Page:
Recovery of fracturing fluid is considered a critical aspect for achieving production performance that meets the expectations of fracture treatment designs. Fluid recovery is often described simply as a percentage of load recovery on a volume basis, without consideration of the composition of the recovered water. Some of this water may in fact be formation water and not original load water at all. Analysis of the ionic composition of the water can determine whether the recovered water is formation water or treatment water. This paper describes a new model that embodies the physics of flow during back-production of a fracturing treatment and incorporates a chemistry "layer" that allows for matching fracturing fluid flowback compositions. The model accommodates formation water having a separate composition from the fracturing fluid. The movements of sodium, potassium, chloride, sulfate, carbohydrate, boron, etc. are modeled during shut-in and production. The compositions of the produced water calculated by the simulator were compared to field production samples.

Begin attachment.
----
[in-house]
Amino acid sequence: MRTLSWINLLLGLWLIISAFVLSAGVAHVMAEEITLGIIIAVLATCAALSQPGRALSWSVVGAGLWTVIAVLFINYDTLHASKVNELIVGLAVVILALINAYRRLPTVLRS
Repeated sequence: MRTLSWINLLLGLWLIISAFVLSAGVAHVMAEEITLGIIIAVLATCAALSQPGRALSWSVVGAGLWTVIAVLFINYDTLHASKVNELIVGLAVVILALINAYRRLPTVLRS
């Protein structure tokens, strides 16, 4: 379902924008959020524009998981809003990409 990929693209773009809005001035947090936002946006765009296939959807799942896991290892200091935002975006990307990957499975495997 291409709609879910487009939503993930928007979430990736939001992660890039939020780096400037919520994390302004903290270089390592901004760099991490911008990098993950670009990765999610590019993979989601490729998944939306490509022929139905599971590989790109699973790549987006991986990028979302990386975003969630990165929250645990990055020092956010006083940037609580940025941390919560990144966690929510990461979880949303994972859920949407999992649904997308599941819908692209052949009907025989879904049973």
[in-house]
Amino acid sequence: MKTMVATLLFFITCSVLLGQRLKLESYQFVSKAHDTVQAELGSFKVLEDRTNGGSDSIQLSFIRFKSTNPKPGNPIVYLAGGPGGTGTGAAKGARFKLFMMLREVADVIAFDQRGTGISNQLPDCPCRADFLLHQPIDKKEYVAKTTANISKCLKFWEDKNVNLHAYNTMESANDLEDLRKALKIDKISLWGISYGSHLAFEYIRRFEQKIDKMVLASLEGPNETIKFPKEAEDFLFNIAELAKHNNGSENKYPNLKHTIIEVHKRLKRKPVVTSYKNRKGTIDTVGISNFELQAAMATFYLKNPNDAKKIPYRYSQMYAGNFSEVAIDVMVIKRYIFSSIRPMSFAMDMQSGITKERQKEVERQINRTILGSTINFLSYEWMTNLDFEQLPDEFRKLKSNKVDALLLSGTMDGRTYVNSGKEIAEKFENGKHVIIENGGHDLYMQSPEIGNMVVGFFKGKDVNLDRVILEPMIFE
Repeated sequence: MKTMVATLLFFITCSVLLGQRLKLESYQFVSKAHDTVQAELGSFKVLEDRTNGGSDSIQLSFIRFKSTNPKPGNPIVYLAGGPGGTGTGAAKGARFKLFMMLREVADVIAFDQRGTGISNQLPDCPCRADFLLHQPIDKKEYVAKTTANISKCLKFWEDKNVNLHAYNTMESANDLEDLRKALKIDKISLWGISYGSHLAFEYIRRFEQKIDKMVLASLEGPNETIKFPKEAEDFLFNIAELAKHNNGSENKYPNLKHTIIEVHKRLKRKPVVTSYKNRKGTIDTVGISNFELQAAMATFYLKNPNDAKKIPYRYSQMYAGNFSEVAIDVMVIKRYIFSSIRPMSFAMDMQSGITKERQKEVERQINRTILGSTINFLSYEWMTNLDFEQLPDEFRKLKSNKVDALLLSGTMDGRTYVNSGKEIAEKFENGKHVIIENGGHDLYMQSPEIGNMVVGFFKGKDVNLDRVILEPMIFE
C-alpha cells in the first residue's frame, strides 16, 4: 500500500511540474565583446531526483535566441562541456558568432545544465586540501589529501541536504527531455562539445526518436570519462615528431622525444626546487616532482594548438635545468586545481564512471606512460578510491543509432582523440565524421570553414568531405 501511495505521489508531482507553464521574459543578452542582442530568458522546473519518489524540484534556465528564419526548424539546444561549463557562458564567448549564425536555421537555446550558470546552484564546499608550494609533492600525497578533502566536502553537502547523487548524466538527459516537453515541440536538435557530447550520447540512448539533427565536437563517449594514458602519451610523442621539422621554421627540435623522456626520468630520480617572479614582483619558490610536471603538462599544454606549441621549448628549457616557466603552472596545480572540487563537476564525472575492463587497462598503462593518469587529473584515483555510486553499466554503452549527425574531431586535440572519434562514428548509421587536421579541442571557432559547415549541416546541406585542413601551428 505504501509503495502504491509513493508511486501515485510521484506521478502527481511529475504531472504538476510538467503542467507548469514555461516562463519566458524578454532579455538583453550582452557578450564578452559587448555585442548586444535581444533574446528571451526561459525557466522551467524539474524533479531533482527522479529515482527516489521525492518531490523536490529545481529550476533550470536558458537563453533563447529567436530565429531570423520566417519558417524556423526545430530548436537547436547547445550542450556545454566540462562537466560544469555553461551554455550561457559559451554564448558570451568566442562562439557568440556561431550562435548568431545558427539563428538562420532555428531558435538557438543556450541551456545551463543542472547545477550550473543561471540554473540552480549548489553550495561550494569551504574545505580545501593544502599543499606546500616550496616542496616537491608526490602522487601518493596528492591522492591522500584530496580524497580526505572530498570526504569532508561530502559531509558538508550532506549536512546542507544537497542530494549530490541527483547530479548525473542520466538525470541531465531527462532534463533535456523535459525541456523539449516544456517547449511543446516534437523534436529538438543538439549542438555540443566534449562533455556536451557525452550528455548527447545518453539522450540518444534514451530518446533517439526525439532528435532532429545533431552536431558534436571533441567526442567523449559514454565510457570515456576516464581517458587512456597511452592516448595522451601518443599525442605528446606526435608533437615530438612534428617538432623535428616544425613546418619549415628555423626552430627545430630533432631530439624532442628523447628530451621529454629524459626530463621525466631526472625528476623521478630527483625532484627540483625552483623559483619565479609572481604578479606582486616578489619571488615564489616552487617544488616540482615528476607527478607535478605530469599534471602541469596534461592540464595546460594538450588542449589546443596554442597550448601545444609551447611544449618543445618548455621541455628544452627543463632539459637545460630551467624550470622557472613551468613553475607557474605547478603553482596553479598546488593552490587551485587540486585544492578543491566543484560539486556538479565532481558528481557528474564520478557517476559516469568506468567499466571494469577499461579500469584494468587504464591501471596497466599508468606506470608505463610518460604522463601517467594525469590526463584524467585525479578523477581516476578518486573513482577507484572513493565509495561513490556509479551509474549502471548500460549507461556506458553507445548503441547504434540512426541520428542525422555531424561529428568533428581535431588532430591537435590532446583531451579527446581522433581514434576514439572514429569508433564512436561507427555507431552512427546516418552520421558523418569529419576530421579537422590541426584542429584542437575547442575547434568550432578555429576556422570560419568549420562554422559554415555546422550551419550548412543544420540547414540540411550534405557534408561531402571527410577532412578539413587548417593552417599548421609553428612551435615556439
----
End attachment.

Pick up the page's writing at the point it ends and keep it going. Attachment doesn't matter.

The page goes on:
The process of matching the produced water analyses after the fracturing treatment first required a good match of the produced water rates as a function of both time and the produced gas rates. Reservoir and fracture properties were optimized to match the water production. The ionic composition of the flowback water was then matched by adjusting various parameters that might affect how the water was recovered from the reservoir. The information obtained by adjusting these parameters includes relative permeability curves, capillary pressure curves, and some fracture structure details. Deviations of the model from the observed return profiles indicated areas where the understanding of fluid chemistry and physics of flow might be improved.

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